January has been observed as National Blood Donor Month for 53 years as a time to recognize the importance of giving blood and platelets while celebrating the lifesaving impact of those who roll up a sleeve to help patients in need. This year’s National Blood Donor Month comes as the United States faces a major blood shortage.
Blood and platelets cannot be manufactured; they can only come from volunteer donors. With someone in the U.S. needing a blood transfusion every two seconds — 4.5 million Americans each year — much of today’s medical care depends on a steady supply of blood from donations. One pint of blood can save up to three lives; at the same time, a single car accident victim can require as many as 100 units of blood. Donor blood is often used during surgical procedures, childbirth, and to treat anemia or other blood disorders. Cancer patients can require daily transfusions for weeks while undergoing chemotherapy treatment.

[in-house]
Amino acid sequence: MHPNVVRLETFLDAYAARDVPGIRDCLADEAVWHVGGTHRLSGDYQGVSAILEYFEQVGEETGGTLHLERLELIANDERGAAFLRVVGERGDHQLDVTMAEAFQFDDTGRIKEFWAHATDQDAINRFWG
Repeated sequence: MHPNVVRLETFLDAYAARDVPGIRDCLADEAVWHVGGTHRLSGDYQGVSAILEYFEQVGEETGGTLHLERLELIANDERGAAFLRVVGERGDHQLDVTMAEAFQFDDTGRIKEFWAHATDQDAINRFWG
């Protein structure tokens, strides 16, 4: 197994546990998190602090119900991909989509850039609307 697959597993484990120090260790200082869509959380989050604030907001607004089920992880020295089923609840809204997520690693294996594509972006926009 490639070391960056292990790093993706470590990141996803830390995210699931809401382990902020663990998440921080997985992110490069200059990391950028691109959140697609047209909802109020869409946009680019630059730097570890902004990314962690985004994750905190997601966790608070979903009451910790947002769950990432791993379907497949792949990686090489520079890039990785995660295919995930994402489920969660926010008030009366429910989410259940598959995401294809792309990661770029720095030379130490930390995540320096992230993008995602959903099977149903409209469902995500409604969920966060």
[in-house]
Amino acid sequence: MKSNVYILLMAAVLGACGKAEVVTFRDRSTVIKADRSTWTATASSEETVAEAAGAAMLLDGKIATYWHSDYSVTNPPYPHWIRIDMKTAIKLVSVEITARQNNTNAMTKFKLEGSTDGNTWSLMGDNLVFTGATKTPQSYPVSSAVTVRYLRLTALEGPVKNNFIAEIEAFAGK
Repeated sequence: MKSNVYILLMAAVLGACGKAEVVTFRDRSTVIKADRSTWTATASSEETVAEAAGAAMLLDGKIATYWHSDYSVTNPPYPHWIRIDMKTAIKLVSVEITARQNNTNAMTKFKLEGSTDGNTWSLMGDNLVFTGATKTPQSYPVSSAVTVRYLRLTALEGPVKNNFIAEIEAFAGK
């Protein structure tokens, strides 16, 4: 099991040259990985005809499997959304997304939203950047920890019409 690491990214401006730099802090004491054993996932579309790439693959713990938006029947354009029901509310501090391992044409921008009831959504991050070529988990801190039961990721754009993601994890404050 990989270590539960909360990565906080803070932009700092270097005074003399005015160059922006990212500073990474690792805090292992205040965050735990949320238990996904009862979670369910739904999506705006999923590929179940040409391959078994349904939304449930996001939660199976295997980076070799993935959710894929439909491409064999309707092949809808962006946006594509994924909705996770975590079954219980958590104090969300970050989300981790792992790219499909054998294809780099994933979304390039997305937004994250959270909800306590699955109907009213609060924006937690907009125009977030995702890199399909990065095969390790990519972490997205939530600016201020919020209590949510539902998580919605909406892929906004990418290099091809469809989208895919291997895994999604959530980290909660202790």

Despite the importance of our nation’s blood supply, only